Elevated Water Temperature and Limited Food Availability reduces the Reproductive Performance of Coral Reef Fish Acanthoch-romis polyacanthus

Increased sea-surface temperatures cause fundamental changes to plankton communities, which form the basis of all marine ecosystems. The rise in surface temperatures and the change in plankton availability negatively affect the growth rate, swimming ability, behavior and reproductive rates of tropical reef fish. Donelson et al. (2010) studied the effects of increased sea-surface temperatures and limited food availability on the reproductive output and body conditions of the coral reef fish, Acanthochromis polyacanthus. Breeding pairs were exposed to high and low temperatures and were randomly assigned to a high ration diet or a low ration diet. The results indicated that the fish exposed to elevated temperatures had lowered reproductive fitness. The fish in the low ration treatments had significantly lower growth rates, indicating that they have impaired reproductive performance compared to those in the high ration treatment. Thus, even a small rise in surface temperature can have a significant impact on the reproductive success of tropical fish, A. polyacanthus. .— Sachi Singh
Donelson, J. M., Munday, P. L., McCormick, M. I., Pankhurst, N. W. Pankhurst P. M. 2010. Effects of elevated water temperature and food availability on the reproductive performance of a coral reef fish. Marine Ecology Progress Series 40, 233–243.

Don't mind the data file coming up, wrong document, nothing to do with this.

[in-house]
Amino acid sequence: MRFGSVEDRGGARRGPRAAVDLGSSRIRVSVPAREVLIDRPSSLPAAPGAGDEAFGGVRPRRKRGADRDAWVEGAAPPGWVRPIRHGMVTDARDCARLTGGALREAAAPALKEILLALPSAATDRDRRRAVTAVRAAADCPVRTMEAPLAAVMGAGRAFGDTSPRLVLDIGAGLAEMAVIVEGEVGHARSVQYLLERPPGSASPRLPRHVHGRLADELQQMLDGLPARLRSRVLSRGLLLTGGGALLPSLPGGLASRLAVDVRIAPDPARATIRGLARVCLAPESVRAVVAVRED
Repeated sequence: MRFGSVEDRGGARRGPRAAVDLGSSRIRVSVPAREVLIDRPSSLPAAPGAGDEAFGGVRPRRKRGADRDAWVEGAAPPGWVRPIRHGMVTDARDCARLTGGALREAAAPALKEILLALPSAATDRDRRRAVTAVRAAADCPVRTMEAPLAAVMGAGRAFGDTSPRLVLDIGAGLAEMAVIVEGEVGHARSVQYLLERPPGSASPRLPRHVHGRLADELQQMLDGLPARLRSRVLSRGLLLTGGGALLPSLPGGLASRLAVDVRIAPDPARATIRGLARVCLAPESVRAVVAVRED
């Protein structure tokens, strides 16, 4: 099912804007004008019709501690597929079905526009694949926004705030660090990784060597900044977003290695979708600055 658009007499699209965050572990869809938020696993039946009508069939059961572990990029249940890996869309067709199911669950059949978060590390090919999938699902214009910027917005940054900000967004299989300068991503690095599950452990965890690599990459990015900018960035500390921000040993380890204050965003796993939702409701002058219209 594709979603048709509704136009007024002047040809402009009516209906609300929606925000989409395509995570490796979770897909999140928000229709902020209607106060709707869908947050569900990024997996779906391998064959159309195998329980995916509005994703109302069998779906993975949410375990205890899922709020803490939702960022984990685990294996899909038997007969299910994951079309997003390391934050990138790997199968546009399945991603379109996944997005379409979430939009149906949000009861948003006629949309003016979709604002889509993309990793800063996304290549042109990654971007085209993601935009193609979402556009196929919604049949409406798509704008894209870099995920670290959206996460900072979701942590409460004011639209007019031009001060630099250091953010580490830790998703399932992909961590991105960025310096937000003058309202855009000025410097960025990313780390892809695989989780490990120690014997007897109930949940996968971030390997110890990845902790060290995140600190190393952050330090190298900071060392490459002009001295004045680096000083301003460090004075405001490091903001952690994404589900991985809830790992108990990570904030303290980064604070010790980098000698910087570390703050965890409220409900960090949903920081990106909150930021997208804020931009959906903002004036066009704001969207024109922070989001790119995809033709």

Tropical reef fishes have evolved in a thermally stable environment and are sensitive to small changes in sea-surface temperatures. Elevated sea-surface temperatures not only affect the growth rate and behavior of the tropical fish, but also have the potential to decrease reproductive success of these organisms. Doneslon et al. studied the effects of increased sea-surface temperature and limited food availability on the reproductive success and growth rates of Acanthochromis polyacanthus. They collected the fish from the Palm Island region in the Great Barrier reef; they exposed the fish to three temperature treatments—average sea-surface temperatures in the Palm Island, 1.5 °C higher than the average temperature and 3 °C higher than the average temperature—which reflected the predicted rise in temperatures in the Palm Island region. The authors randomly assigned breeding pairs to different feeding treatments—high and low ration diets—at each of the three temperature conditions. The results indicated that egg size, clutch size and embryonic duration of the fish decreased with the rise in surface temperature. The egg size of fish is usually a useful indicator of larval success, as smaller eggs are likely to produce progeny with reduced fitness. The increased water temperature also led to reduced levels of spermatozoa in the male fish. While food ration did not affect egg size or reproductive output, it negatively affected the growth rate of the fish, as the fish in the low ration treatment were significantly smaller than the ones in the high ration treatment. Previous studies have shown that increased body size can be beneficial for many components of reproduction, like fecundity and egg size; consequently, a reduction in growth rate could result in fish producing fewer offspring. Thus, the results of this study indicate that even a small rise in sea-surface temperature could have disastrous consequences for the reproductive fitness and—consequently, the population stability—of many tropical reef fish. 

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